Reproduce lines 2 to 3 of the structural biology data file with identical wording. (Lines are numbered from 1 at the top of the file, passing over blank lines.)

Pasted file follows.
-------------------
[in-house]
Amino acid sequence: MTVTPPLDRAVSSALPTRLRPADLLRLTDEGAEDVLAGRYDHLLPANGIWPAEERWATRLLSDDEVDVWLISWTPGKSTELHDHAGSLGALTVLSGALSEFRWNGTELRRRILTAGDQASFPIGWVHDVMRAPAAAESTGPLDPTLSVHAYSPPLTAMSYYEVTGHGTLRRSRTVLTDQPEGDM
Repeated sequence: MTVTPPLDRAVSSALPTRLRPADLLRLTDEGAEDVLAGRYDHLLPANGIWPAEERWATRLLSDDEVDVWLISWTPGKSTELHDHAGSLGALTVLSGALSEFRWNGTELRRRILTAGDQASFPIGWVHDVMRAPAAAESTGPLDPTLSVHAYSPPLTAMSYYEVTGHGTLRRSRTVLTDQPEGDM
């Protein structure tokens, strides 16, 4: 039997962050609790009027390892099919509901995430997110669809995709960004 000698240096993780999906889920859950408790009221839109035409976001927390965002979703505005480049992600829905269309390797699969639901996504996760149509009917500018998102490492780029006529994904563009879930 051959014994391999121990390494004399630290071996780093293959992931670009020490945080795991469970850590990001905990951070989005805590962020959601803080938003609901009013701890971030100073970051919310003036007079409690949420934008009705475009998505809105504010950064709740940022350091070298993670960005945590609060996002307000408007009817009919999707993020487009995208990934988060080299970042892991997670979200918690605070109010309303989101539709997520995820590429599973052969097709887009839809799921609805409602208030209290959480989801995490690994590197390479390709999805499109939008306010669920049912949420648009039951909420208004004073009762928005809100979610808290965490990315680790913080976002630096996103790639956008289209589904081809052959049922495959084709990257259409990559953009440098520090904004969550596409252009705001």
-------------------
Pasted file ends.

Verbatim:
Amino acid sequence: MTVTPPLDRAVSSALPTRLRPADLLRLTDEGAEDVLAGRYDHLLPANGIWPAEERWATRLLSDDEVDVWLISWTPGKSTELHDHAGSLGALTVLSGALSEFRWNGTELRRRILTAGDQASFPIGWVHDVMRAPAAAESTGPLDPTLSVHAYSPPLTAMSYYEVTGHGTLRRSRTVLTDQPEGDM
Repeated sequence: MTVTPPLDRAVSSALPTRLRPADLLRLTDEGAEDVLAGRYDHLLPANGIWPAEERWATRLLSDDEVDVWLISWTPGKSTELHDHAGSLGALTVLSGALSEFRWNGTELRRRILTAGDQASFPIGWVHDVMRAPAAAESTGPLDPTLSVHAYSPPLTAMSYYEVTGHGTLRRSRTVLTDQPEGDM